Rachel May looks to be a fresh voice in Albany

Rachel May for State Senate
Rachel May for State Senate
Photo courtesy Rachel May for State Senate

Rachel May looks to be a fresh voice in Albany

The Democratic nominee in Senate District 53 on her primary victory, upstate Democrats and reforming New York elections.
October 9, 2018

Rachel May was the last of the six victorious challengers to former Independent Democratic Conference members to declare victory after the Sept. 13 primary. Although the race had been called in her favor, May withheld her victory speech until Sept. 20, when600 outstanding absentee ballots had been counted.

Politicians are usually eager to declare victory, but May’s opponent, state Sen. David Valesky, could still have technically won if the majority of those votes were for him. Although that was unlikely, May felt that emphasizing the importance of every vote was consistent with her campaign message. “I had talked to so many voters about how important it was for their votes to count,” May told City & State. “And I even had people say ‘Oh, I won’t be there on primary day, so there’s no point in voting absentee,’ and I said ‘No, no, you need to vote absentee!’”

May, now the Democratic nominee in Senate District 53, which is in Central New York, was one of eight challengers to former IDC members. Hers was one of only two races to take place outside of New York City and it turned out to be the closest. Many would say it was the most surprising upset.

Valesky also waited before officially conceding and declaring his intention to suspend his re-election campaign – he will still technically appear on the Independence Party and Women's Equality Party lines. Following the primary, Valesky said he was considering a third party run, waiting over a week after May officially won before saying he would not mount a campaign against her. Some might say that this proves Democratic primary voters were right to be skeptical of Valesky’s loyalty. But, despite the delay, May said she understood his reasoning. “He’s been in office a long time and he does have a lot of support in the district – people just like him,” May said. “I don’t resent that. I’m grateful to him for having done the right thing eventually.”

May now goes on the face Republican Janet Burman in a race she is favored to win. Democrats have a nearly 20,000 voter enrollment advantage in the district, which also overwhelming voted for Hillary Clinton in the 2016 presidential election.According to new financial disclosures, May has over $66,000 in her campaign coffers, while Burman has less than $200. May said nothing should be taken for granted upstate. “We’re going to keep working really hard,” May said. “People assume that the primary is the election and in our case, there aren’t any safe Democratic seats – we have to work for it.”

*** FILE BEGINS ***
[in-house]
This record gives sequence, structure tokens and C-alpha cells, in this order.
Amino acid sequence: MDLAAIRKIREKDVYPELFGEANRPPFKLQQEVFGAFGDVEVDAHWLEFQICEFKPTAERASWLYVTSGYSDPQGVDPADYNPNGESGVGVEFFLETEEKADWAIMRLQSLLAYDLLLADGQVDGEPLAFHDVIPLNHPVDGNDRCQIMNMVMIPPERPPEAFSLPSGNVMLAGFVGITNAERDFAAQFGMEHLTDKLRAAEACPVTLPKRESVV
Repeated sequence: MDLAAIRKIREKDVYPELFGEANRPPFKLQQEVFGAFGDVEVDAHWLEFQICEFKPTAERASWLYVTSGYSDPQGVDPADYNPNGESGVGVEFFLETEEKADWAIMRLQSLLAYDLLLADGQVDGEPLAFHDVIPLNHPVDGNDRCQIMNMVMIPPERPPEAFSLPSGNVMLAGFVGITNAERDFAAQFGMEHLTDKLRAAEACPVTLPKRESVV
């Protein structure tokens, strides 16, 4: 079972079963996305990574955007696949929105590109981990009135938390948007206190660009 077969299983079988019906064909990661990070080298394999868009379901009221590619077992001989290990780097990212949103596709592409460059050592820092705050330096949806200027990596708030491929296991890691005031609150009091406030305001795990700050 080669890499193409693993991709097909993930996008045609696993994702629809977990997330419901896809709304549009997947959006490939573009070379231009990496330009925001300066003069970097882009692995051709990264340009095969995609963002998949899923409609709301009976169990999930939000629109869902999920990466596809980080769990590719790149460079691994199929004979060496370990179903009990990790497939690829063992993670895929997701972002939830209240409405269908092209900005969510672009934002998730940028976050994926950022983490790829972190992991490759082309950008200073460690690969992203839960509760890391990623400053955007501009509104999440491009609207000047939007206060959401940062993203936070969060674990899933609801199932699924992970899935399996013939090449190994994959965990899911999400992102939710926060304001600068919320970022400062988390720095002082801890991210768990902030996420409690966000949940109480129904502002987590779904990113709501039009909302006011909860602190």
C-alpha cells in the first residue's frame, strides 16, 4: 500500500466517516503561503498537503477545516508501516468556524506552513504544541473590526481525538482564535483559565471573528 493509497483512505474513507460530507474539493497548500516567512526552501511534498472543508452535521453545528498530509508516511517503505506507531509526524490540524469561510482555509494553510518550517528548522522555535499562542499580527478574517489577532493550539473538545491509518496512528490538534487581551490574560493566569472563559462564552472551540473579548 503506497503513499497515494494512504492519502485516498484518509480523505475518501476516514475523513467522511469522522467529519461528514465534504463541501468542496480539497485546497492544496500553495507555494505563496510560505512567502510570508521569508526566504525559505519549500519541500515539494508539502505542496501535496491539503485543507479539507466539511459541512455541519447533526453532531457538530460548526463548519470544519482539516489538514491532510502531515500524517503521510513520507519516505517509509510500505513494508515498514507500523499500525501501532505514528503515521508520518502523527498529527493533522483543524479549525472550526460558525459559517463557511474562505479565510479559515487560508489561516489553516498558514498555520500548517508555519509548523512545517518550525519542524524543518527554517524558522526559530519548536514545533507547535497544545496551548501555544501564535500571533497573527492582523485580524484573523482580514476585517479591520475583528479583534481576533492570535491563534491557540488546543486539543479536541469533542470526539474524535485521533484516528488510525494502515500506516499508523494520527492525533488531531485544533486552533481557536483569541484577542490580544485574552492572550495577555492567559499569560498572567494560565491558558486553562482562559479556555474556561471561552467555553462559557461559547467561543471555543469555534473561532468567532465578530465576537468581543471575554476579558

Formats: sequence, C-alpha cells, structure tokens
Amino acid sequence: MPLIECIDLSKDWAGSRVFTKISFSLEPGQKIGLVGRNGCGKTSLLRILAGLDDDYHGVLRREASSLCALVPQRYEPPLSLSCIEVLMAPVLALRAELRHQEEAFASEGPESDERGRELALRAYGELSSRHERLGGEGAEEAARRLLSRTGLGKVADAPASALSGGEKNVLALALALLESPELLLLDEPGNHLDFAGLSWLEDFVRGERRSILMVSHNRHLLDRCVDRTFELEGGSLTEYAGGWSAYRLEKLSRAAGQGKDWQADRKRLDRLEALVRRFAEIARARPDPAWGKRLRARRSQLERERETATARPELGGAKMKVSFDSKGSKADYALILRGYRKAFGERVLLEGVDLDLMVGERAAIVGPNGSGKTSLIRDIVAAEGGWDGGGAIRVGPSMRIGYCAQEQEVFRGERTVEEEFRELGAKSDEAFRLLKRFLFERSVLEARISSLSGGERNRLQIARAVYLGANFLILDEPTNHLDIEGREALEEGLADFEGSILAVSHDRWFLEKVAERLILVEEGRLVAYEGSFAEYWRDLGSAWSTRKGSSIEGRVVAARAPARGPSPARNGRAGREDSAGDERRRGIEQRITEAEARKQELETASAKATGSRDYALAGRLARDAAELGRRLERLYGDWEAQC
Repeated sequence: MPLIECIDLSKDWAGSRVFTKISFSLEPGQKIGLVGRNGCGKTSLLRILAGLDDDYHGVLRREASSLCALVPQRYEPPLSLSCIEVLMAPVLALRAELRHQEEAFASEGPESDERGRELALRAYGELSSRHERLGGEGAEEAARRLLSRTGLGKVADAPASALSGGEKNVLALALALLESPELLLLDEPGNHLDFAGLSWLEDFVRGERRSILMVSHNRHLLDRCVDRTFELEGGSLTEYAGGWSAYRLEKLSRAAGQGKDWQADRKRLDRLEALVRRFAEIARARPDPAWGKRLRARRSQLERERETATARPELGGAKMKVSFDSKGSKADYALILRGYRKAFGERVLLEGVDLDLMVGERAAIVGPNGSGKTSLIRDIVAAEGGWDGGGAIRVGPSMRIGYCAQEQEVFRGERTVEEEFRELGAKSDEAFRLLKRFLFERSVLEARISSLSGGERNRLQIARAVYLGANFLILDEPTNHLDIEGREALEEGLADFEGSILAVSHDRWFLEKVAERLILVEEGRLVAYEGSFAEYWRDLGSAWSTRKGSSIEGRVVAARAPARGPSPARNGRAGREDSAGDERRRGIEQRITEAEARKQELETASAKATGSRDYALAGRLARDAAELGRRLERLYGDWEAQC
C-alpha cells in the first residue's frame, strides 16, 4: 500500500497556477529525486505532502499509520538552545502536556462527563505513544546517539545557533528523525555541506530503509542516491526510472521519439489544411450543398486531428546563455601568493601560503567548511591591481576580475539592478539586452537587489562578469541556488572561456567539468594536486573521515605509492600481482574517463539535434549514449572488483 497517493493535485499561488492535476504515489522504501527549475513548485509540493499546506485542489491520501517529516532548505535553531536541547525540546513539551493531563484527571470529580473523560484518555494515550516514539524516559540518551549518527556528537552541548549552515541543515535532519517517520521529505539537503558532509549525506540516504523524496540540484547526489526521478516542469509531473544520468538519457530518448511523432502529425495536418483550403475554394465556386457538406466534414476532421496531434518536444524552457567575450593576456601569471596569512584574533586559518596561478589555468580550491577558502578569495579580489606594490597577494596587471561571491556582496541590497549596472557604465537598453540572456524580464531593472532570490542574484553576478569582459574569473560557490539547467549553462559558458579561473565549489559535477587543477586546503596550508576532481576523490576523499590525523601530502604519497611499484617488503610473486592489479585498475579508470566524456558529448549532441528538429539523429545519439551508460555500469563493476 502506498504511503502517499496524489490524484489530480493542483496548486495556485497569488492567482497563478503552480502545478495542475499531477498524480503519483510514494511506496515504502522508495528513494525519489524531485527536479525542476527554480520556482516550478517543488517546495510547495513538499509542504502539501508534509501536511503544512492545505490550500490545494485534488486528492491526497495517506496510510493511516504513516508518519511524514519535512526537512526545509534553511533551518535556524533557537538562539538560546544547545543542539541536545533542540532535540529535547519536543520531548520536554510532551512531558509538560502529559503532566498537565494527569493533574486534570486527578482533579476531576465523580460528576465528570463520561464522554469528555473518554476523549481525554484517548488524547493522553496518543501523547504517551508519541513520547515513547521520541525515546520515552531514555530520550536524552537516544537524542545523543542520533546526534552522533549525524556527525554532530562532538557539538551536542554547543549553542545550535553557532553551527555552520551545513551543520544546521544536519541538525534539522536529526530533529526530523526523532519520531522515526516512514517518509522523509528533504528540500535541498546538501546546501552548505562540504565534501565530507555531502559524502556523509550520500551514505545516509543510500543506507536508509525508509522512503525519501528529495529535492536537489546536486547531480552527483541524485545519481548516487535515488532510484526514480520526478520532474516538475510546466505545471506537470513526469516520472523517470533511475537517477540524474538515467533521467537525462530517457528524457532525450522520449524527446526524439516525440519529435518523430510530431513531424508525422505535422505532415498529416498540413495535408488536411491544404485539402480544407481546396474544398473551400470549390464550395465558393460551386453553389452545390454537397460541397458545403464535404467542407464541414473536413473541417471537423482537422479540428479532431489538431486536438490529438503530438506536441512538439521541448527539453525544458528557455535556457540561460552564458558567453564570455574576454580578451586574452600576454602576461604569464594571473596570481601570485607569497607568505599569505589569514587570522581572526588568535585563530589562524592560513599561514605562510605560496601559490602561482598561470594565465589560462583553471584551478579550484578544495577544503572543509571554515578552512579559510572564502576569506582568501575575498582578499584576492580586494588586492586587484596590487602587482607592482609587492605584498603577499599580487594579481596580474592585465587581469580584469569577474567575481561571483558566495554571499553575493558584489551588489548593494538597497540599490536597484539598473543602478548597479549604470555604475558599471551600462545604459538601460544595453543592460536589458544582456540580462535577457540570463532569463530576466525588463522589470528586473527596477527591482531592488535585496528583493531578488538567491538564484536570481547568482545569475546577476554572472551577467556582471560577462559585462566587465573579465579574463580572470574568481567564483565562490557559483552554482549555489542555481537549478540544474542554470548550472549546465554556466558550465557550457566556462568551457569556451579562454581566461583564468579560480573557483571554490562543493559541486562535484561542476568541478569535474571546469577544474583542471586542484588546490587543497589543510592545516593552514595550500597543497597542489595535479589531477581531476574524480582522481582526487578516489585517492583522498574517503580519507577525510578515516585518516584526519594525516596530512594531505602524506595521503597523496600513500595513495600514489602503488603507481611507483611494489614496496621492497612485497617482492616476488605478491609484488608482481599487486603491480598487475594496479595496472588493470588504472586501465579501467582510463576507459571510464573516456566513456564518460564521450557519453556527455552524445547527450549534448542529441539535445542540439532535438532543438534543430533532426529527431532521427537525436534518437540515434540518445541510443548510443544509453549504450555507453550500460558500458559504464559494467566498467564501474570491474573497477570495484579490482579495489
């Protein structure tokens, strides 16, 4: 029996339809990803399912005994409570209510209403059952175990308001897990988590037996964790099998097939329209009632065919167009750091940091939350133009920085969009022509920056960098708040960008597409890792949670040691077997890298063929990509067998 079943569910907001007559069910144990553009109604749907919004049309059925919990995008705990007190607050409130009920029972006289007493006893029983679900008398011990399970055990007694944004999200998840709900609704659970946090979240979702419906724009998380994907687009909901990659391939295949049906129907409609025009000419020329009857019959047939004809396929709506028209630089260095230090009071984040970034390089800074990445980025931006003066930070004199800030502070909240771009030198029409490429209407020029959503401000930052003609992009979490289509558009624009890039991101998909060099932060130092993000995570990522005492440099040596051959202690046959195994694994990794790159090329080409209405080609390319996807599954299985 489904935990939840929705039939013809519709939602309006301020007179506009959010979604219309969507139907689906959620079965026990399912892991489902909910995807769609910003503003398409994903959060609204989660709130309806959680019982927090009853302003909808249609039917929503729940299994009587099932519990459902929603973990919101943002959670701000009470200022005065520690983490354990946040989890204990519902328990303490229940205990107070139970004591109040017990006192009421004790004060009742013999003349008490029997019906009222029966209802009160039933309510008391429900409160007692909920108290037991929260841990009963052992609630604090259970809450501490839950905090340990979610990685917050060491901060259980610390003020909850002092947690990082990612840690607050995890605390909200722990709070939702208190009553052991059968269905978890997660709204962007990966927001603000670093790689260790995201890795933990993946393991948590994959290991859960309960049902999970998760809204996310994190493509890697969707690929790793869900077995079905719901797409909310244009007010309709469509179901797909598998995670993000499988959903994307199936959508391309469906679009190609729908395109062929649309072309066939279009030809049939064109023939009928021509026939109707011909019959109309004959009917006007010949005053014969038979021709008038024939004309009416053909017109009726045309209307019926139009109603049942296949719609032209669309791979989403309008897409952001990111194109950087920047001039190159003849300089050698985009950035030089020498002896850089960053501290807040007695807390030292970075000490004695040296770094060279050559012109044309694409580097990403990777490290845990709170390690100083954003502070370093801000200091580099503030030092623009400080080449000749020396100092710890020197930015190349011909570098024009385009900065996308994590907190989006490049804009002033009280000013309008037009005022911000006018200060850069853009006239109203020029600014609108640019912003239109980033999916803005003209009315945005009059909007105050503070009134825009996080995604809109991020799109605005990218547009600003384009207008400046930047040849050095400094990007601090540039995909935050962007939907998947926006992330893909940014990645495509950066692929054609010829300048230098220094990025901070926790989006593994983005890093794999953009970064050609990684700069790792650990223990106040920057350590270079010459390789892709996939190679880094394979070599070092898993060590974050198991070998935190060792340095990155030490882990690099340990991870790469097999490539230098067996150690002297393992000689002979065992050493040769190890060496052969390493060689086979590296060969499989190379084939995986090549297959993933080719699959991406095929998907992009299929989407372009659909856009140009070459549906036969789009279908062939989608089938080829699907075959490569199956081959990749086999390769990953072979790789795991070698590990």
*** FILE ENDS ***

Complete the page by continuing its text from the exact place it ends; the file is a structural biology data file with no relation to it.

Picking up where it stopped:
Although she has long been civically engaged in her community as an activist, May is a first-time candidate. Previous to her run, May had been an educator, teaching high school math and college Russian language and literature. She later retrained in environmental science and most recently served as the coordinator of sustainability education at Syracuse University.

The education profession is underrepresented in Albany, a town filled with lawyers, according to May. “Looking at the big picture, I think you need people who aren’t just lawyers or people who’ve just come up through the political sphere,” May said. She said teachers in particular have a lot they could offer. “We are people who spend our lives trying to spread knowledge,” May said. “This is a group of people who are really dedicated to public service.”

Provided that she emerges victorious in November, May expects to enter a Democratic majority in the state Senate. The party is targeting races all over the state and need to flip just one seat regain control. “I think that the candidates are extremely strong that Democrats have fielded this year,” May told City & State. “And I think, having defeated so many of the IDC members, that Democrats can send a consistent message about what our party stands for.” The idea about uniform messaging was one of the reasons May decided to run and get involved in the broader anti-IDC effort of which she was a part. “I really felt that Democrats didn’t have a story to tell, May said. “I felt like we really need a story that can galvanize people, that can get all the grassroots energy moving.”

Part of that effort involves passing reform in Albany to make it easier for people to get involved in the political process. “That is largely because of everything I heard in the course of the campaign,” May said. “People were angry about having two primaries, and having a primary on a Thursday. Upstate, we could only vote from noon to nine in the primary and people felt like their votes were being discouraged.”

May thinks that she and other first-time candidates who won their primaries and others who are running in November will be able to bring about some of those changes. “I think bringing a new perspective to Albany, where people have taken for granted for a really long time that things would be done behind closed doors and with secret handshakes … I think that’s really important,” May said.

Rebecca C. Lewis
is an editorial assistant at City & State.
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